Rep. Johnson ‘stunned and baffled’ by recent special session

If the state budget were a bucket, it wouldn’t hold water -- because it has a $648 million hole in it.

State Rep. Robert Johnson (D-Marksville) was still “stunned and baffled by what I saw” in the last desperate minutes of the special session last Monday.

“There is no way we as a state can function under this budget,” Johnson said. “We are being forced to go into a third special session” to address the budget deficit.

Johnson places the blame squarely on a small number of House members he calls “the Group of No.”

“The Senate handled the issue in three days,” Johnson said. “The House has had, what, six legislative sessions to address this issue.”

Gov. John Bel Edwards said he would call the Legislature back into special session later this month, but as of press time Thursday he had not issued that call. The state’s budget year begins July 1.

Johnson said legislators “should probably not accept their per diem for the special session.”

Returning the daily stipend for the special session would reduce the cost for the special session required because legislators couldn’t fix the budget deficit.

Johnson said the Acadiana Center for Youth juvenile detention facility is in the budget, but “we have a big gap in funding” that might affect its ability to open.

“I believe the $12 million allocated to open the doors will be approved in the special session,” he added.

LAST MINUTE DRAMA

The special session ended with some last minute drama.

Johnson said the Senate adopted the budget and the revenue-producing actions to fund it. The House adopted the budget but not the revenue measures.

The Legislature approved temporary taxes two years ago to address a massive deficit Edwards inherited from GOP Gov. Bobby Jindal.

A tax-reform committee came up with several measures to restructure the state’s tax system.

Like a driver who sees the “Bridge Out Ahead” signs several miles in advance, but chooses to ignore the signs and speed on, the Legislature-driven vehicle car is reaching the bridge on July 1.

An emergency pontoon bridge was scuttled late Monday (June 4).

Rep. Lance Harris (R-Alexandria), head of the House Republican Caucus, proposed a bill that would have renewed .3 percent of the expiring 1-cent sales tax, leaving 4.3 percent of state sales tax revenue in the budget. That bill received 36 “yes” votes.

Johnson said that proposal would not have provided enough to adequately fund the budget.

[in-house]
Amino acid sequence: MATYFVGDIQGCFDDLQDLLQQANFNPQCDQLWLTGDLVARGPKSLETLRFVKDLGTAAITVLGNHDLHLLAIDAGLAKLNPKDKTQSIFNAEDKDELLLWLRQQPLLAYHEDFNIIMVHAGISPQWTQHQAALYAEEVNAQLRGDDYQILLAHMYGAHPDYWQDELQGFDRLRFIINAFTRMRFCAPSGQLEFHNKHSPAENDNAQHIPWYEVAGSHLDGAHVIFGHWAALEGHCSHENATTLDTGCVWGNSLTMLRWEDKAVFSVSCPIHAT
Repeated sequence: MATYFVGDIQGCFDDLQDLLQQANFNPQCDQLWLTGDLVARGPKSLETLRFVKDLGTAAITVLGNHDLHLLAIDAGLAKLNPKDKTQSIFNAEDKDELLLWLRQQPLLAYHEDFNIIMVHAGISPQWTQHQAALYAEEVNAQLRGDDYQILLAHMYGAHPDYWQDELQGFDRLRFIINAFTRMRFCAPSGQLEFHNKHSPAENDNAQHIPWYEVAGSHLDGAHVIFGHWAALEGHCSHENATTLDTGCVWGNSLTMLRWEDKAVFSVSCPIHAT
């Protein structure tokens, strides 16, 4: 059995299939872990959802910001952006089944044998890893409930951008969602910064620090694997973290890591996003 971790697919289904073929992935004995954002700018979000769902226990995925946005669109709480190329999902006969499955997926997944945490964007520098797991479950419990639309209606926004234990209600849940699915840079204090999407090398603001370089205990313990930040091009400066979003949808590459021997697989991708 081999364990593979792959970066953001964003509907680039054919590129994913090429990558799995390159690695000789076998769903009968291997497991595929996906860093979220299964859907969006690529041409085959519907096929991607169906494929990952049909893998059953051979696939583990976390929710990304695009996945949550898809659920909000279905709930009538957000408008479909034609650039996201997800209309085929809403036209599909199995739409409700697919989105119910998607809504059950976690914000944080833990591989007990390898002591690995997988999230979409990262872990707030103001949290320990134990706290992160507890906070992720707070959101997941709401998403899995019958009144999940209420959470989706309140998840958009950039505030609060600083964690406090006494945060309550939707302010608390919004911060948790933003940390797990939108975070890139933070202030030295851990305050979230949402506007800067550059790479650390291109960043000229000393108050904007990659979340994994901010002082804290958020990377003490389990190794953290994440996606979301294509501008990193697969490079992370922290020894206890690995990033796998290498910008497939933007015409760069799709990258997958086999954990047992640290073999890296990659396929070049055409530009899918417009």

Senate and House Democrats worked on a bill authored by Rep. Walt Leger (D-New Orleans) that would have provided 4.5 cents of state sales tax.

“State residents would still have seen their sales taxes go down by a half-cent,” Johnson said. “We are looking at taxpayers paying about $20-$40 more per year to fully fund the TOPS scholarship, education, universities, and other programs. I believe citizens of Louisiana are willing to do that.” The Leger bill received 64 votes, but needed 70 to be adopted.

What happened next is what Johnson said ranks among the worst displays of personal politics he has ever seen in the Legislature.

“RAN THE CLOCK”

When a bipartisan group of representatives called for a re-vote on Leger’s bill, House Speaker Taylor Barras (R-New Iberia), Harris and Rep. Alan Seabaugh (R-Shreveport) “ran the clock” until the session had to adjourn just past midnight.

There was a chorus of boos and hollered comments as the men refused to let the measure come back up for a vote.

Johnson believes the measure would have passed on the re-vote.

“Of course, those who voted against it should have voted right when they had a chance,” Johnson said, “but what these men did did not make sense.”

Edwards’ description was a bit stronger.

“It is a sad day for the state of Louisiana,” Edwards said at a press conference just after the session adjourned this past Monday. “You saw a minority in the House prove that politics takes priority over people. Our state deserves better than what we saw tonight.”

Johnson said there is talk of ousting the “Group of No” from their leadership positions because of their actions during the special session.

“The members of this small group in the House are just so unreasonable,” Johnson said. “Hopefully they will go home for a few days and learn a lesson from their constituents who are upset by their actions.”

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